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A Collective Effort

How to Build a Community in Two Places at Once

Zane and Lauren Ellis moved home to Knoxville from Nashville in 2015 with years of construction and design experience under their belts. Driven by a passion to fill the gap for custom-built homes, they started Ikon Homes, built their first spec house in Bearden in 2017, and sold it almost immediately. Word of mouth spread, and soon the pair hired a superintendent and an office manager to keep things moving efficiently.

By 2022, the Ellises decided to rebrand their company to better reflect their values. Now called Collective Build, the company is focused on two main missions – building thoughtful, creative custom homes with local craftsmen and putting the same love and energy into building homes for people in need in northern Uganda through the Homes4Homes program.

“It felt right to have a fresh start. The Collective name was the idea because it is a collective effort among local craftsmen and tradesmen. We work with a lot of local businesses, so we have a real sense of community effort here. We’re building new homes and developing new areas of town where we can add interesting architecture,” says Lauren. “The other part is that we have a collective trust in our employees and encourage them to be a part of giving. One way we do that is by giving to Homes4Homes in Uganda. We want to make an impact there and here.”

Lauren had been to Uganda several times before marrying Zane, so when the pair visited the country together, it didn’t take long for the idea to brew. By 2019, they knew they wanted an important and impactful philanthropic arm for their company. The couple commissioned Walter Oketta, who grew up in the African bush, to conduct a study to see if there was a need for homes and what that project might look like. Months later, they learned about Homes4Homes, an organization already doing work on the ground. The partnership was a natural fit.

For every home built in Knoxville, the Ellises donate a portion of their profits to Homes4Homes which translates to a home built in Uganda. It’s a one-for-one model that has helped people in dire need.

“These homes are smaller, about two or three rooms, but they’re built to be safe and secure,” says Lauren. “This is something we take for granted. People were living in huts with thatched roofs and dirt floors before, so for them, it’s life-changing. It impacts the community beyond a home for a single family. It’s putting money into the economy through skilled labor, and by providing their home, they can use their money for other things, like school or health care, which aren’t free.”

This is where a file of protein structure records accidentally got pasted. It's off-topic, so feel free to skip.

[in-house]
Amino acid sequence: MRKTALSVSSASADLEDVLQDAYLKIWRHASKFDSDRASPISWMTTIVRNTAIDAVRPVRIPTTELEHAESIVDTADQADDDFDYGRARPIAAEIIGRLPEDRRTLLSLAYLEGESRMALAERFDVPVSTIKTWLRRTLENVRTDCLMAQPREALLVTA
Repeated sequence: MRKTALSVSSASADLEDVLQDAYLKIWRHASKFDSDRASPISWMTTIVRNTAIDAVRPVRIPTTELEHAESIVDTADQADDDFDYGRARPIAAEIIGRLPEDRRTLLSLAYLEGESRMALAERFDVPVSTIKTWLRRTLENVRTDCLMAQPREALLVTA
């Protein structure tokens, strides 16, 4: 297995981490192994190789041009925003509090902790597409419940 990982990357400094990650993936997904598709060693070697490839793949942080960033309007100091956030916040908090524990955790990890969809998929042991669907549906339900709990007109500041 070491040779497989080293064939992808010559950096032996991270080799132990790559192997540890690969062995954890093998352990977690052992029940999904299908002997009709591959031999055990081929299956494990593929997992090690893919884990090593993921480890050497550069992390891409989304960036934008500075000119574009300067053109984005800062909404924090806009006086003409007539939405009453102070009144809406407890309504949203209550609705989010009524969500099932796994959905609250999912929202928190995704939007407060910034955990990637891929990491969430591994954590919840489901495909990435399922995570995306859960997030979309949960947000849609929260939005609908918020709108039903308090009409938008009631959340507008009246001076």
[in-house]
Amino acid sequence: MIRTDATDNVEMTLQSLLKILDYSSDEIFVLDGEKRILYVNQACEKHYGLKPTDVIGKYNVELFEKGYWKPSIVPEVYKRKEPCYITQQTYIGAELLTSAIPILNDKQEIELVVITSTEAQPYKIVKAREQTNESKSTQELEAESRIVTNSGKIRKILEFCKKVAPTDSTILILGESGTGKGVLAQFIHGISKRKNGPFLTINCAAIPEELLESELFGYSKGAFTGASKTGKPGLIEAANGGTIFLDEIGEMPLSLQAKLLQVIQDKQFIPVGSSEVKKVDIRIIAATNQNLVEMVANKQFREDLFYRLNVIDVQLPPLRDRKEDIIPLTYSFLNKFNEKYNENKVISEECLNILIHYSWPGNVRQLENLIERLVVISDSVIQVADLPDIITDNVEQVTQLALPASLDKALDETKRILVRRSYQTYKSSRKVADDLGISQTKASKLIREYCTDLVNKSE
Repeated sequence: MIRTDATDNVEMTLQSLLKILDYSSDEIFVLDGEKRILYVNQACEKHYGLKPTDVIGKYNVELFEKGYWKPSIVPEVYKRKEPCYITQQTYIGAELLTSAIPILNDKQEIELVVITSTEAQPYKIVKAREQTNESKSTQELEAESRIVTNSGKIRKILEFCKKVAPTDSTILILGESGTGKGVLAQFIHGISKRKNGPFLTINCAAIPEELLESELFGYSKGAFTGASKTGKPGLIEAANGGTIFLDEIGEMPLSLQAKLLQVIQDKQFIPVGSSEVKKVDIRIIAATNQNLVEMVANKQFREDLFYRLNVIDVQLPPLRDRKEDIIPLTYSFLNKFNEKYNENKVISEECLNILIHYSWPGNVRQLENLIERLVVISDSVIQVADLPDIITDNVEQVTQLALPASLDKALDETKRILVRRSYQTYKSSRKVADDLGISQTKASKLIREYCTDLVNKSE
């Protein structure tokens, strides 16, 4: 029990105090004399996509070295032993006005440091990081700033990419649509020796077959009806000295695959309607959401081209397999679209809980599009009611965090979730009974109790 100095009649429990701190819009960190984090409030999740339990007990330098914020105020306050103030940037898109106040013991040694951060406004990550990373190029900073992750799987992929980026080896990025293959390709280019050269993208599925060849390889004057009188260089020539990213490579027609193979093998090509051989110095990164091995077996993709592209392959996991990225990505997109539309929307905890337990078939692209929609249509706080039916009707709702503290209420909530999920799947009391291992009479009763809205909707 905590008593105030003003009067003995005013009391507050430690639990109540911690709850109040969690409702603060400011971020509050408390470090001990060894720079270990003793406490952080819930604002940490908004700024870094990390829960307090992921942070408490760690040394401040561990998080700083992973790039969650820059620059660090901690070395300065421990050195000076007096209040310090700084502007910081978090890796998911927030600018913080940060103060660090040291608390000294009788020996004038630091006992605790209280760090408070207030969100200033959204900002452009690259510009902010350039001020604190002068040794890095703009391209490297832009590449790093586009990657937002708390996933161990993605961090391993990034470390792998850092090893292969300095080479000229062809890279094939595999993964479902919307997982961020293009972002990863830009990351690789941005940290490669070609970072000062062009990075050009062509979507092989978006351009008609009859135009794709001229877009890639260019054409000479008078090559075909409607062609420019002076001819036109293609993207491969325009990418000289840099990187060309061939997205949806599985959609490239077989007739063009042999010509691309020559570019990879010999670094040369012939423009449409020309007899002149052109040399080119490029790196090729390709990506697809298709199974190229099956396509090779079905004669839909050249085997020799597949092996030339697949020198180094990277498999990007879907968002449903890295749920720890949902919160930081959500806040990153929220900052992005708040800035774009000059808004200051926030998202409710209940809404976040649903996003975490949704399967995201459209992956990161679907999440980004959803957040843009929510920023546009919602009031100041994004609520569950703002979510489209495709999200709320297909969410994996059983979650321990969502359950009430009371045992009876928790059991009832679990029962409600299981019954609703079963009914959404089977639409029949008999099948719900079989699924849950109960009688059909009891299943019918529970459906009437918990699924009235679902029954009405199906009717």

Homes4Homes was established in 2015 as a nonprofit to supply funds for housing needs to those living in impoverished countries. Driven by the Biblical command to care for widows and orphans, the organization partners with individuals and companies in real estate to fuel the process.

“They aren’t using mission groups or flying anyone in to build these homes,” says Zane. “They use local labor to make the bricks, so they’re teaching others to do a skilled job. There’s no big box store or hardware store to go to for supplies.”

For the Ellises, their sense of purpose drives their work, leaving footprints in both their hometown and in communities in Uganda. A home is more than a building. It’s a place of refuge and comfort, and for everyone at Collective Build, a sense of community is integral to the process.

“We always offer a closing gift to our homeowners. We have a local artist [Britton Sharp] do a watercolor painting of their new home here plus a painting of the home built in Uganda,” says Zane.

Collective Build is currently working on new properties on the riverfront in South Knoxville and planning new customs for local homeowners. As the company grows, so does its impact, both locally and internationally. Over the years, the Ellises have learned that when purpose is placed over profit, the possibilities are endless.

For more information on Collective Build, visit or follow them on Instagram @collectivebuildco

"We have a collective trust in our employees and encourage them to be a part of giving. One way we do that is by giving to Homes4Homes in Uganda. We want to make an impact there and here.”

  • Special thanks to Jesse and Mallory Lehn
  • Homeowners are gifted watercolor paintings by local artist Britton Sharp
  • The Okumu Family in front of their new home